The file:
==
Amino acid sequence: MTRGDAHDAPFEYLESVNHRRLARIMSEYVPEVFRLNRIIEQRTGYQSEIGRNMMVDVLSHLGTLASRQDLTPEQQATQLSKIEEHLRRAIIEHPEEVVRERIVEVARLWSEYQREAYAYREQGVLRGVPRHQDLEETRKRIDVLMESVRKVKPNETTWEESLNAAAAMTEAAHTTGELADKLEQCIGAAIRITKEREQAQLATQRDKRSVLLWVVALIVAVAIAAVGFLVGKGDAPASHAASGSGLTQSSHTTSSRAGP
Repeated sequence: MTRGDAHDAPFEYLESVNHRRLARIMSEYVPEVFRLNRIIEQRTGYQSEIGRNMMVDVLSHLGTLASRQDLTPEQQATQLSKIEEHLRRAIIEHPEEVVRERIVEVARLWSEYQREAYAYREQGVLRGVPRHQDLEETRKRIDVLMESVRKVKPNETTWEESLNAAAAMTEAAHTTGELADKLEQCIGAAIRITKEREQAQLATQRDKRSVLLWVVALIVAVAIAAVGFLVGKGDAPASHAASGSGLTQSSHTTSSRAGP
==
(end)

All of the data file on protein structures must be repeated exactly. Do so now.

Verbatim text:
Amino acid sequence: MTRGDAHDAPFEYLESVNHRRLARIMSEYVPEVFRLNRIIEQRTGYQSEIGRNMMVDVLSHLGTLASRQDLTPEQQATQLSKIEEHLRRAIIEHPEEVVRERIVEVARLWSEYQREAYAYREQGVLRGVPRHQDLEETRKRIDVLMESVRKVKPNETTWEESLNAAAAMTEAAHTTGELADKLEQCIGAAIRITKEREQAQLATQRDKRSVLLWVVALIVAVAIAAVGFLVGKGDAPASHAASGSGLTQSSHTTSSRAGP
Repeated sequence: MTRGDAHDAPFEYLESVNHRRLARIMSEYVPEVFRLNRIIEQRTGYQSEIGRNMMVDVLSHLGTLASRQDLTPEQQATQLSKIEEHLRRAIIEHPEEVVRERIVEVARLWSEYQREAYAYREQGVLRGVPRHQDLEETRKRIDVLMESVRKVKPNETTWEESLNAAAAMTEAAHTTGELADKLEQCIGAAIRITKEREQAQLATQRDKRSVLLWVVALIVAVAIAAVGFLVGKGDAPASHAASGSGLTQSSHTTSSRAGP